Ebola nurse flown to London hospital


Ebola nurse Pauline Cafferkey flown to London hospital

Image caption
Pauline Cafferkey is in hospital for a third time since contracting Ebola in Sierra Leone in 2014

Scots nurse Pauline Cafferkey is to be flown to London after being admitted to hospital in Glasgow for a third time since contracting Ebola.

The 40-year-old from South Lanarkshire is currently in a “stable” at Glasgow”s Queen Elizabeth University Hospital.

An RAF Hercules aircraft will later fly her to London where she will be treated at the Royal Free Hospital.

Ms Cafferkey was treated there twice in 2015 after contracting Ebola in Sierra Leone the previous year.

The nurse, from Halfway, Cambuslang, contracted the virus while working as part of a British team at the Kerry Town Ebola treatment centre.

NHS Greater Glasgow and Clyde said: “Ms Cafferkey was admitted to the Queen Elizabeth University Hospital under routine monitoring by the Infectious Diseases Unit.

“She is undergoing further investigations and her condition remains stable.”

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Ms Cafferkey worked at Kerry Town Ebola treatment centre in 2014

She spent almost a month in isolation at the Royal Free at the beginning of 2015 after the virus was detected when she arrived back in the UK.

The nurse was later discharged after apparently making a full recovery, and in March returned to work as a public health nurse at Blantyre Health Centre in South Lanarkshire.

In October last year it was discovered that Ebola was still present in her body, with health officials later confirming she had been diagnosed with meningitis caused by the virus.

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Ms Cafferkey pictured in Sierra Leone in 2014
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Ms Cafferkey was previously treated at a specialist isolation unit at the Royal Free Hospital in London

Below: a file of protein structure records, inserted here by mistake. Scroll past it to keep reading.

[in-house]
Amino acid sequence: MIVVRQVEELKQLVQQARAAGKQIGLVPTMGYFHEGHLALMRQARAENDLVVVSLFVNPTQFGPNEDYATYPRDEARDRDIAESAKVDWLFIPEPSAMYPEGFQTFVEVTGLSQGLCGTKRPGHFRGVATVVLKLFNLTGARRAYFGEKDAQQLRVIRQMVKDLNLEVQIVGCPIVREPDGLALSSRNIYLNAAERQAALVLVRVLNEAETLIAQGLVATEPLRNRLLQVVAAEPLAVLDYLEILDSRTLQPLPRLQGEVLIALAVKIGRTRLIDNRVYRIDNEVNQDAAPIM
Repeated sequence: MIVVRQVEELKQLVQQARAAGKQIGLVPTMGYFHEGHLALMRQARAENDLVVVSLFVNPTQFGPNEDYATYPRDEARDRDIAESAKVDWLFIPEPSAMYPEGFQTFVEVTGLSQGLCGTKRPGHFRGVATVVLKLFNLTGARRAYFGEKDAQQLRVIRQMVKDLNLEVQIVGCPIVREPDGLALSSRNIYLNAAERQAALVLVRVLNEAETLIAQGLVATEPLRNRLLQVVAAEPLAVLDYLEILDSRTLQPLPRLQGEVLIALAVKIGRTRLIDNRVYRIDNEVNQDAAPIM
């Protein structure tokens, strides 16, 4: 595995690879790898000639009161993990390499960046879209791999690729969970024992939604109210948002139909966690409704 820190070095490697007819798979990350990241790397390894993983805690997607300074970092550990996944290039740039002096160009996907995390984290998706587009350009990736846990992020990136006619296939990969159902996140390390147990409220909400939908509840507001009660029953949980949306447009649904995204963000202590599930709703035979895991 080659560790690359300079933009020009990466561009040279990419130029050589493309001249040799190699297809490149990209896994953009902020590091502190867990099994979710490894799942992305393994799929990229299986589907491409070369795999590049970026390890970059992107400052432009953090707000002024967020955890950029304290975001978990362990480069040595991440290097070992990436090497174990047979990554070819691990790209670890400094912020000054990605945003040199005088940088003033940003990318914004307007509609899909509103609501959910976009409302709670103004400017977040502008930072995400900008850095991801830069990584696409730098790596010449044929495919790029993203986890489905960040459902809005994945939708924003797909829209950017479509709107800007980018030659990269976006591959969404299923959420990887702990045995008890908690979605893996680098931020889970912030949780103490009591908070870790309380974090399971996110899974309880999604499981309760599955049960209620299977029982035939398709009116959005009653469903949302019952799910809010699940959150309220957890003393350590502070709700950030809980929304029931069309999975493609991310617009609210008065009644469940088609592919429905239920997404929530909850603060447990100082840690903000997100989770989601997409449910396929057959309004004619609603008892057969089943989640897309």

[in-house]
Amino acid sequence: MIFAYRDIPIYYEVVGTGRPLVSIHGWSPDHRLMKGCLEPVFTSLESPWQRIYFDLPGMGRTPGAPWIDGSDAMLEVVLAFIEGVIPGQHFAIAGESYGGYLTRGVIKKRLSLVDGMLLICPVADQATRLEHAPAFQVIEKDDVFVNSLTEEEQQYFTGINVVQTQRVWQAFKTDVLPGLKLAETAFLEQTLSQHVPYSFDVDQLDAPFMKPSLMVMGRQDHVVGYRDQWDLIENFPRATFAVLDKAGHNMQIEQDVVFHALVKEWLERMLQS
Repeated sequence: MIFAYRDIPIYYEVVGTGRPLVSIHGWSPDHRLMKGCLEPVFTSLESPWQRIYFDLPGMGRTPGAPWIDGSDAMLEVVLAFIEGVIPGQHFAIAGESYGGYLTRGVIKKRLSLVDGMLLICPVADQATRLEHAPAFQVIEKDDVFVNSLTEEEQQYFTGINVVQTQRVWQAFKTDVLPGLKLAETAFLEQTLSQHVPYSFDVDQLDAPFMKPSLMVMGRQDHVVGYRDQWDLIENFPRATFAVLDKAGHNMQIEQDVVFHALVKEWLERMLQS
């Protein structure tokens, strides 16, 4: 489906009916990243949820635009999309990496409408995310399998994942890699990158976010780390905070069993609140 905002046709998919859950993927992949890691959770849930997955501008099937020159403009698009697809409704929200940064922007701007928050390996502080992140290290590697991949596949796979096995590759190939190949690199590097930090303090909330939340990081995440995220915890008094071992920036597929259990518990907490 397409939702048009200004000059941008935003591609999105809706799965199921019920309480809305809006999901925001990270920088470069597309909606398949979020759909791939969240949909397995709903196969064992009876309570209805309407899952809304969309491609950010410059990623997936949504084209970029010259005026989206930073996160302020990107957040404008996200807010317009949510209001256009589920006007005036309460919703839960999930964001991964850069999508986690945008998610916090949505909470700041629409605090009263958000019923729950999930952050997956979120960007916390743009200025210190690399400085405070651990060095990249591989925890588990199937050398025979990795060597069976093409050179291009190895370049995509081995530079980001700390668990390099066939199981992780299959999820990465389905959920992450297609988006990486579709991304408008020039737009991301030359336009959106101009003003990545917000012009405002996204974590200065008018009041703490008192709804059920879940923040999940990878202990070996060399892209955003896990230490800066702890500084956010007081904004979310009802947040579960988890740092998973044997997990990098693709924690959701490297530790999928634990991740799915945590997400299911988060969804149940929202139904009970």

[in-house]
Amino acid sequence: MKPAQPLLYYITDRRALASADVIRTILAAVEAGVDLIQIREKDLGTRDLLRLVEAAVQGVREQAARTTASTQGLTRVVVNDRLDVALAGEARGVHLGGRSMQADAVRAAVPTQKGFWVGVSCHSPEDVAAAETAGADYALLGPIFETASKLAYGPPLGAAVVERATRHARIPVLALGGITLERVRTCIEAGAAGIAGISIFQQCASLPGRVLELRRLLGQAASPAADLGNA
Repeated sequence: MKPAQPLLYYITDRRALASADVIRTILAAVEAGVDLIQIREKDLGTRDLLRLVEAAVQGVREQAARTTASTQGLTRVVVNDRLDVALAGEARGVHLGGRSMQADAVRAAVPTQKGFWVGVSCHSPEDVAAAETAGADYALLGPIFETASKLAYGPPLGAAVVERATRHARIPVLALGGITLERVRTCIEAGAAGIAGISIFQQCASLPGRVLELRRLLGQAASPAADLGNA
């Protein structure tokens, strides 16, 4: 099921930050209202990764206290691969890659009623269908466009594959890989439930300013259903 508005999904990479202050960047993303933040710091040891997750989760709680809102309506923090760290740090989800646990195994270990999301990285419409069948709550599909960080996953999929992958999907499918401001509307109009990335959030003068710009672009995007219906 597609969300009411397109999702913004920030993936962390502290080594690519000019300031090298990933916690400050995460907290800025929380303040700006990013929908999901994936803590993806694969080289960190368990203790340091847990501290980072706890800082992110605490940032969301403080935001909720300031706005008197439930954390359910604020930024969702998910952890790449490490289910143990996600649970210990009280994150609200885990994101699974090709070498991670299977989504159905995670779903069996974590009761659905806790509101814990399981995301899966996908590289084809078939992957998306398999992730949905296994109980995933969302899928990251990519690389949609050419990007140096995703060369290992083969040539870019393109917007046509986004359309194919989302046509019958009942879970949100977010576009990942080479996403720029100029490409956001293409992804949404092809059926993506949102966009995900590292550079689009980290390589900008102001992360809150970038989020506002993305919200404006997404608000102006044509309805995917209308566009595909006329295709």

Bodily tissues can harbour the Ebola infection months after the person appears to have fully recovered.

Dr Derek Gatherer, lecturer in the Division of Biomedical and Life Sciences at Lancaster University, said it was “now becoming clear that Ebola is a far more complex disease than we previously imagined”.

He said: “The meningitis that Ms Cafferkey suffered from at the end of last year is one of the most serious complications of all, as it can be life-threatening.

“The other main rare serious complication is inflammation of the eyes (conjunctivitis and/or uveitis) which can lead to blindness, especially if supportive treatments are unavailable.”

Dr Gatherer said major post-recovery complications included “joint aches, headaches and general tiredness which can last for months”.

The Ebola outbreak in West Africa was first reported in March 2014, and rapidly became the deadliest occurrence of the disease since its discovery in 1976.

Almost two years on from the first confirmed case recorded on 23 March 2014, more than 11,000 people have been reported as having died from the disease in six countries; Liberia, Guinea, Sierra Leone, Nigeria, the US and Mali.

The total number of reported cases is almost 29,000.

On 13 January, 2016, the World Health Organisation declared the last of the countries affected, Liberia, to be Ebola-free.